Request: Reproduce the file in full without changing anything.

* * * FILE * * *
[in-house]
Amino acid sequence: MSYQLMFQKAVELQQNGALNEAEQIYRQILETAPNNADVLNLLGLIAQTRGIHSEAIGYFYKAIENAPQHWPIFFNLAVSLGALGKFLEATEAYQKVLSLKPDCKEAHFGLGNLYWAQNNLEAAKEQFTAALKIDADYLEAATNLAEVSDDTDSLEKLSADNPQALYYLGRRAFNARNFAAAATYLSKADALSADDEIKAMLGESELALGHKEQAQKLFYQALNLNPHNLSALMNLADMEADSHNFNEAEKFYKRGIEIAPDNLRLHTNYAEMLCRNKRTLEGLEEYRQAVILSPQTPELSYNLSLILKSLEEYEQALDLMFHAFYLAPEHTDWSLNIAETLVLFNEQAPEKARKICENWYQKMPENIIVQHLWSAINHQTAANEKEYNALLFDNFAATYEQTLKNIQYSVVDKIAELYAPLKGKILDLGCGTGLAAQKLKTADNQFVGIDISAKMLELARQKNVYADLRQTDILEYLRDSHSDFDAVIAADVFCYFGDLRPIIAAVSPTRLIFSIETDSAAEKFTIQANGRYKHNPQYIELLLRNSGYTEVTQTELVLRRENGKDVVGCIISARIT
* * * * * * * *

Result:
[in-house]
Amino acid sequence: MSYQLMFQKAVELQQNGALNEAEQIYRQILETAPNNADVLNLLGLIAQTRGIHSEAIGYFYKAIENAPQHWPIFFNLAVSLGALGKFLEATEAYQKVLSLKPDCKEAHFGLGNLYWAQNNLEAAKEQFTAALKIDADYLEAATNLAEVSDDTDSLEKLSADNPQALYYLGRRAFNARNFAAAATYLSKADALSADDEIKAMLGESELALGHKEQAQKLFYQALNLNPHNLSALMNLADMEADSHNFNEAEKFYKRGIEIAPDNLRLHTNYAEMLCRNKRTLEGLEEYRQAVILSPQTPELSYNLSLILKSLEEYEQALDLMFHAFYLAPEHTDWSLNIAETLVLFNEQAPEKARKICENWYQKMPENIIVQHLWSAINHQTAANEKEYNALLFDNFAATYEQTLKNIQYSVVDKIAELYAPLKGKILDLGCGTGLAAQKLKTADNQFVGIDISAKMLELARQKNVYADLRQTDILEYLRDSHSDFDAVIAADVFCYFGDLRPIIAAVSPTRLIFSIETDSAAEKFTIQANGRYKHNPQYIELLLRNSGYTEVTQTELVLRRENGKDVVGCIISARIT